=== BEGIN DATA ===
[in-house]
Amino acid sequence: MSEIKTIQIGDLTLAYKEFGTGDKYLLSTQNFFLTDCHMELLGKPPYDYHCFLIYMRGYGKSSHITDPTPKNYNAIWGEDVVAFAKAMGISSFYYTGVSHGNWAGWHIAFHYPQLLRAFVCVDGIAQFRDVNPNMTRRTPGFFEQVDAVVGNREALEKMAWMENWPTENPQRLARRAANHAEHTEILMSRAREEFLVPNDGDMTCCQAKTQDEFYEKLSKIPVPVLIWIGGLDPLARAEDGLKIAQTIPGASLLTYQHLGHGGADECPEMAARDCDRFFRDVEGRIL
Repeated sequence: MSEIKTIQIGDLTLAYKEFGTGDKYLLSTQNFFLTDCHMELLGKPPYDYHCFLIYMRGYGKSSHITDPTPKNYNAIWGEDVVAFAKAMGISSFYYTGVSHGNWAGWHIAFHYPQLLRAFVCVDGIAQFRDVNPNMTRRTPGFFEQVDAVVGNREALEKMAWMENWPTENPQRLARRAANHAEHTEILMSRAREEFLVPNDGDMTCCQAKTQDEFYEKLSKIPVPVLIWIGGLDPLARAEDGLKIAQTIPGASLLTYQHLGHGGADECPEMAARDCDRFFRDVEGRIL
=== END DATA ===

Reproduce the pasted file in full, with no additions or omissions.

[in-house]
Amino acid sequence: MSEIKTIQIGDLTLAYKEFGTGDKYLLSTQNFFLTDCHMELLGKPPYDYHCFLIYMRGYGKSSHITDPTPKNYNAIWGEDVVAFAKAMGISSFYYTGVSHGNWAGWHIAFHYPQLLRAFVCVDGIAQFRDVNPNMTRRTPGFFEQVDAVVGNREALEKMAWMENWPTENPQRLARRAANHAEHTEILMSRAREEFLVPNDGDMTCCQAKTQDEFYEKLSKIPVPVLIWIGGLDPLARAEDGLKIAQTIPGASLLTYQHLGHGGADECPEMAARDCDRFFRDVEGRIL
Repeated sequence: MSEIKTIQIGDLTLAYKEFGTGDKYLLSTQNFFLTDCHMELLGKPPYDYHCFLIYMRGYGKSSHITDPTPKNYNAIWGEDVVAFAKAMGISSFYYTGVSHGNWAGWHIAFHYPQLLRAFVCVDGIAQFRDVNPNMTRRTPGFFEQVDAVVGNREALEKMAWMENWPTENPQRLARRAANHAEHTEILMSRAREEFLVPNDGDMTCCQAKTQDEFYEKLSKIPVPVLIWIGGLDPLARAEDGLKIAQTIPGASLLTYQHLGHGGADECPEMAARDCDRFFRDVEGRIL